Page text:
NEWS • VIEWS • INFORMATION • ADVICE
First ever conference for teachers who have moved to the UK from other parts of the globe.
Overseas trained teachers (OTTs) face a raft of specific barriers and challenges in progressing their careers and lives in the UK the NASUWT-organised conference heard.
Among the chief concerns raised by attendees was the widespread problem of their qualifications and experience not being recognised. Members with many years of teaching experience spoke of their frustration at being forced to spend time and money gaining qualified teacher status because their qualifications were not recognised in the UK. Others were forced to work as unqualified teachers or at grades below their ability level because of the prejudicial attitudes of employers.
“There is clear evidence of problematic and sometimes discriminatory treatment of OTTs in terms of their employment and experiences working and living in this country,” Dr Patrick Roach, Deputy General Secretary of the NASUWT, argued in his address to delegates. “We need to ensure all OTTs are treated fairly and their experience and qualifications are recognised.”
The current economic climate and introduction of academies and free schools has the potential to particularly affect OTTs, Mr Roach said, warning that many sources of support for OTTs will be dramatically scaled back due to the cuts, and headteachers will be given more power.
“Research has identified that the problems of long hours, poor pay and discrimination particularly affect OTTs. OTTs are particularly vulnerable as, if they challenge these practices they risk not only losing their jobs, but also their right to remain in the UK,” he said. This makes the need for enhanced support and advice for OTTs especially vital, he added.
Migrant cap opposed
Migrant workers, including OTTs, are facing a crackdown from the Coalition Government and the Union’s work to oppose ministerial plans to introduce a cap on the number of workers coming from overseas was highlighted. “Migrant workers make a major economic contribution to the UK and help to provide the essential services on which we depend. We simply cannot afford to close the door on skilled OTTs if we are to achieve economic recovery,” he told delegates.
This warning was echoed by Sean Bamford from the TUC who spoke about the experience of migrant workers in the UK, highlighting the threat of skills shortages in some areas if the Coalition introduces a cap. “This policy is based not on economic need, but on a political commitment to drive down the number of migrants in our society,” he argued.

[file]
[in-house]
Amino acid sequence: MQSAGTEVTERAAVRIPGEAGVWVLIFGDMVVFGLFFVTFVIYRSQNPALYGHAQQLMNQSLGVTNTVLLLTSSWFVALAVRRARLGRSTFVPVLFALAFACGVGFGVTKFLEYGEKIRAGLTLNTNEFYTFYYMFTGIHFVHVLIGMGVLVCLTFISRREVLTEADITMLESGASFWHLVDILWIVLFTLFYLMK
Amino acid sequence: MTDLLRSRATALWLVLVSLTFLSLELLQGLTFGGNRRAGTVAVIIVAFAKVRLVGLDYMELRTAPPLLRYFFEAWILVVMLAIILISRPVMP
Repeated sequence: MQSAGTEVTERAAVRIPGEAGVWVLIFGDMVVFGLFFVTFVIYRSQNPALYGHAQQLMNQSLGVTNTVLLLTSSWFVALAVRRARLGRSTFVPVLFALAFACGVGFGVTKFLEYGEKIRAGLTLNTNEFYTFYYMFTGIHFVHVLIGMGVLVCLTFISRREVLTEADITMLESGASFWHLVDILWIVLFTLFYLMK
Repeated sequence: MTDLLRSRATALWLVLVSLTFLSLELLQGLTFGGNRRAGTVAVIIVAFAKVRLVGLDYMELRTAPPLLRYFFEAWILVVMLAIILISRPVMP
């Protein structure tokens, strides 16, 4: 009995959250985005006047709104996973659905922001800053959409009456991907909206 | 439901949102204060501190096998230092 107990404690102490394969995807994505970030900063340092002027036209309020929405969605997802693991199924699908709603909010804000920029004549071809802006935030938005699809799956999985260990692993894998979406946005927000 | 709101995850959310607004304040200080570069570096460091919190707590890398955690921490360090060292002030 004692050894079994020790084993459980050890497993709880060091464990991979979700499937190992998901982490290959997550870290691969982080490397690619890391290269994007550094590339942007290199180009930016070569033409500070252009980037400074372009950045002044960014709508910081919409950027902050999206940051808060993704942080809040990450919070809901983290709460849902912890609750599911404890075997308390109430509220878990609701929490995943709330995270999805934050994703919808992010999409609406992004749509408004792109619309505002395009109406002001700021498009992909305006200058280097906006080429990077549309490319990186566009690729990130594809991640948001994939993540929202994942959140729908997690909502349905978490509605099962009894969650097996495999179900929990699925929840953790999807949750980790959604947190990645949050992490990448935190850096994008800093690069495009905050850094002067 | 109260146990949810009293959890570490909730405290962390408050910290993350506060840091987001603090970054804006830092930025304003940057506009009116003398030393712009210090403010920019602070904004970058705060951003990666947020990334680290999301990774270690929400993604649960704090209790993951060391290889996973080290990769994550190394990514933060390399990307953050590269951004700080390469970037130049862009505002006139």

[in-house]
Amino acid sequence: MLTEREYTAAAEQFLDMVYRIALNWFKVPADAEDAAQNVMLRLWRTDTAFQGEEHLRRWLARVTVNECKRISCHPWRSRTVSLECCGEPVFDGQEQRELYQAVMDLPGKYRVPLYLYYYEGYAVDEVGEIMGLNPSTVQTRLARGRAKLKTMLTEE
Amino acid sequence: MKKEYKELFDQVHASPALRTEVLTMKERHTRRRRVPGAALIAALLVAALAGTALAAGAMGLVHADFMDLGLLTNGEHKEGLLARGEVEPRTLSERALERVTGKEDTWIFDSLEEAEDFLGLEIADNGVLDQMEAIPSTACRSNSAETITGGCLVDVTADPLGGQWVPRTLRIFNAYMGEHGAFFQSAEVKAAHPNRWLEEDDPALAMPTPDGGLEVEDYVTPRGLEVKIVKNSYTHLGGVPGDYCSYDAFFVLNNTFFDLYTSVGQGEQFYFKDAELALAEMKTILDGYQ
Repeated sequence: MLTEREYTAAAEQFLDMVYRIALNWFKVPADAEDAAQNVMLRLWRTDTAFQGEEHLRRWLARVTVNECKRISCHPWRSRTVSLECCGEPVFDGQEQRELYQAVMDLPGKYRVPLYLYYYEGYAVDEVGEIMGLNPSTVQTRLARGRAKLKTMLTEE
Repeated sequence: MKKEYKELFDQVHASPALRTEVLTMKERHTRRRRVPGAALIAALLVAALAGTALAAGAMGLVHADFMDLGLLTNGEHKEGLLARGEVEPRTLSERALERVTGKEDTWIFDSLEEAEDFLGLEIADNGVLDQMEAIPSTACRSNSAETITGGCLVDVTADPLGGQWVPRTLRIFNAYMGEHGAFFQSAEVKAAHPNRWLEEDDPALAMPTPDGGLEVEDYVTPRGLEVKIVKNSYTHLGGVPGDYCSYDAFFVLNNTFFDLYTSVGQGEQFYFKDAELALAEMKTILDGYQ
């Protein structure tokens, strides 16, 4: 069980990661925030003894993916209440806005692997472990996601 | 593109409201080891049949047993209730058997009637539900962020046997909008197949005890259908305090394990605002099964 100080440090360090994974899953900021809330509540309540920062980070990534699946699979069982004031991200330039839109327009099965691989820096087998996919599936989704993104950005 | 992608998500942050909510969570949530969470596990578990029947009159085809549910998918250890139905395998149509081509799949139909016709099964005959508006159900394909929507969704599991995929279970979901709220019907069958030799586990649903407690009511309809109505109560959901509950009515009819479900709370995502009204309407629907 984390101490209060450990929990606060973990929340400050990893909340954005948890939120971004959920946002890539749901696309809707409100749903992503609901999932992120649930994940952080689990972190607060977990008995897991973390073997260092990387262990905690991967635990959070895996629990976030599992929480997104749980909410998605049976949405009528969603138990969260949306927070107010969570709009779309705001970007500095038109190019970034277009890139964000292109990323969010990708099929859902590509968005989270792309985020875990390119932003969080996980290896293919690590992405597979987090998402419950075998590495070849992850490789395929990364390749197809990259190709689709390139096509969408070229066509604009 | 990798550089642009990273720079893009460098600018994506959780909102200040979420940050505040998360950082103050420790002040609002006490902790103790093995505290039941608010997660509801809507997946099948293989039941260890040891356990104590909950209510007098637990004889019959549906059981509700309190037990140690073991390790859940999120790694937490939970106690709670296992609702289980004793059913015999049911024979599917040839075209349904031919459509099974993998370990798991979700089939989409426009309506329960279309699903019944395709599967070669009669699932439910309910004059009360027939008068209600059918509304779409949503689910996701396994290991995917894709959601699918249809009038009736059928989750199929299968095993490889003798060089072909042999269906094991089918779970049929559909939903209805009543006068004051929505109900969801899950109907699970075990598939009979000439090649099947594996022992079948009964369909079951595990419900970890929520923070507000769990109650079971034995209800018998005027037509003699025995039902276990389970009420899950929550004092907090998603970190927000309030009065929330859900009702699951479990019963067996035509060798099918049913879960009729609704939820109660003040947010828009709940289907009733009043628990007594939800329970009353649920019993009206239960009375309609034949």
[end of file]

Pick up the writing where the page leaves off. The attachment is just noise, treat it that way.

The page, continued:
The NASUWT will continue to develop its programme of support for OTTs, and is looking at enhancing the OTTs website, utilising social networking and holding further events to enable OTTs to come together.
Darren Northcott, NASUWT’s National Official for Education, who leads the Union’s work on OTTs, pledged to work with members in improving recognition and awareness of the issues facing OTTs.
“If OTTs know their rights it will support them in gaining employment. Providing support in terms of cultural knowledge and the expectations of the UK education system will support OTTs in the workplace. Ensuring those who employ teachers know their responsibilities and fulfil them will help to tackle the discrimination we know exists. OTTs enhance the lives of those children they teach and the NASUWT will continue to work to ensure they are properly recognised and supported.”
Delegates were encouraged to share their experiences of being an OTT in the UK throughout the conference.
Some comments included:
Since the beginning of the campaign, more than 200 shops across London have become CitySafe Havens.
The system is stacked up against OTTs. If you are not strong you will break down at all the barriers you face. I have seen talented people get so depressed they have ended up going back home.
I have been teaching for ten years and yet I’m told all my knowledge means nothing and I have to go back to the beginning again and get QTS.
The NASUWT has created a website for all OTTs, offering advice on qualifications, the UK education system, immigration regulations and living and working in Britain.
Visit the site at www.overseastrainedteachers.org.uk